Bureau demands international standard for power-assisted safety systems

The Australian Transport Safety Bureau (ATSB) has called on the International Civil Aviation Organisation (ICAO) as a matter of priority to develop an international standard for the marking of aircraft fitted with rocket-assisted recovery parachute systems.

The call is in response to concerns by the ATSB and other aircraft accident investigation authorities that undeployed parachute systems present a potentially serious safety risk to personnel attending accident sites.

The move follows an incident in which a Cessna 172 and a Sting TL-2000 ultralight collided during landing in Western Australia in 2002. The nose and propeller of the 172 became entangled with the rear fuselage of the TL-2000, the latter having a rocket-assisted parachute system that had not deployed.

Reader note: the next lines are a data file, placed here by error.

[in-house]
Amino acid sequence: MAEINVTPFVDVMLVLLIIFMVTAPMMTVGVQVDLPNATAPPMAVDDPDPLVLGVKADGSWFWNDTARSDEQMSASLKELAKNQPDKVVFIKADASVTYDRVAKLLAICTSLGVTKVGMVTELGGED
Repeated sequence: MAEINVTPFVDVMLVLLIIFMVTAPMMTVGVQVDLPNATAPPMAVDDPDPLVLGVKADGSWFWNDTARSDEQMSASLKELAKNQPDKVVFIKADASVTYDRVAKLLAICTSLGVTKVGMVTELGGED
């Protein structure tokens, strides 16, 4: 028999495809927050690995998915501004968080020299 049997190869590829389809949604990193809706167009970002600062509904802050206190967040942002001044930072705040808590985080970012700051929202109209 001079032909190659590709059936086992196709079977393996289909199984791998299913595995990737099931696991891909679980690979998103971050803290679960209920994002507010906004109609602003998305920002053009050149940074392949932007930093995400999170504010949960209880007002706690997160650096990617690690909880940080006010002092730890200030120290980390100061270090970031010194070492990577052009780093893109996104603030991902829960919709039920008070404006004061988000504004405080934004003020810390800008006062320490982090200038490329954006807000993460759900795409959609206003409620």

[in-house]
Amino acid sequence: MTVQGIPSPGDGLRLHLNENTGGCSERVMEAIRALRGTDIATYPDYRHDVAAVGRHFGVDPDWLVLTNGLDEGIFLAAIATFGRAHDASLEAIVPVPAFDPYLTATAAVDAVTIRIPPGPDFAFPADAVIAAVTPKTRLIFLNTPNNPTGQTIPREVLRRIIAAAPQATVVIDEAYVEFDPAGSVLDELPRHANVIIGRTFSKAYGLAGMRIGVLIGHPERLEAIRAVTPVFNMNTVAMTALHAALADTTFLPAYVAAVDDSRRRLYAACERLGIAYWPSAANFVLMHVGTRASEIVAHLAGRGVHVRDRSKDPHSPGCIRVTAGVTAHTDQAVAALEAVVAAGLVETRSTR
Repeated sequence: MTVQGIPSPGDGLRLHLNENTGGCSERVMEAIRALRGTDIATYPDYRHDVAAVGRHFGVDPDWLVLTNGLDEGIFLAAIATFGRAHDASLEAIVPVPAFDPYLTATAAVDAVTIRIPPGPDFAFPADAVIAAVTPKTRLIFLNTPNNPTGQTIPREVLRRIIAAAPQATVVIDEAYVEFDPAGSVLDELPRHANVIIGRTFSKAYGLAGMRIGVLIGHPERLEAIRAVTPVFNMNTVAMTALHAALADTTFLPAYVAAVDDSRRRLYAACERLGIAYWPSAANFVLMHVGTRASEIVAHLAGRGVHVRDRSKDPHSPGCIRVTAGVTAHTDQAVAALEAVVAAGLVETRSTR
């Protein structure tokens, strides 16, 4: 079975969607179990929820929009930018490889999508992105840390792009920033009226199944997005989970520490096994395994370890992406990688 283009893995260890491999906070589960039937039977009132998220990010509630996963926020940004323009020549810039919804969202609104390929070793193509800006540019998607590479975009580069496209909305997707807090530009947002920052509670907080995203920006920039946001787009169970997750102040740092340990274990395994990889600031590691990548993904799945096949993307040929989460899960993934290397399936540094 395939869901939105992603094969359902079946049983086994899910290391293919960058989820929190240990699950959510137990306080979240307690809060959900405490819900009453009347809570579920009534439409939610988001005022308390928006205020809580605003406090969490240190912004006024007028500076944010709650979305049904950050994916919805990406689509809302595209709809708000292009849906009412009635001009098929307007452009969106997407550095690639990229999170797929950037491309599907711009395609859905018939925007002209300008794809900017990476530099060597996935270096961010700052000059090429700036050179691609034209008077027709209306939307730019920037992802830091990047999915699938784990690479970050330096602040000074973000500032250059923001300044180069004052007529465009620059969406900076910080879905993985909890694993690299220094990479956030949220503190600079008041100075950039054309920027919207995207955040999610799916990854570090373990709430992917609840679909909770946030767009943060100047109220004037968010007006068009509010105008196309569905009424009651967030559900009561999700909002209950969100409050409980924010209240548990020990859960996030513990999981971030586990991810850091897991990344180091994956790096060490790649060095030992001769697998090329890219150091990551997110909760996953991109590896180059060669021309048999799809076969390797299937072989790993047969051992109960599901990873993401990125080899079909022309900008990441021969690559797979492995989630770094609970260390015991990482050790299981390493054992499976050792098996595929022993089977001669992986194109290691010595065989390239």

The rocket actuation cable became entangled with the 172's propeller and any further rotation might have activated the rocket, which could have ruptured the aircraft's fuel tank, says the ATSB.

Increasing numbers of aircraft are fitted with such systems says the ATSB, and there is no consistent identification or markings system warning of the hazards posed by the rocket, it adds.

The US National Transportation Safety Board has also expressed concerns about the dangers and has issued its own recommendations to the US Federal Aviation Administration on how to handle such systems at accident sites.

A warning decal is being developed for light sport aircraft made in the USA, but the NTSB is urging ICAO, working with the FAA and the European Aviation Safety Agency, to develop an international standard.


Source: Flight International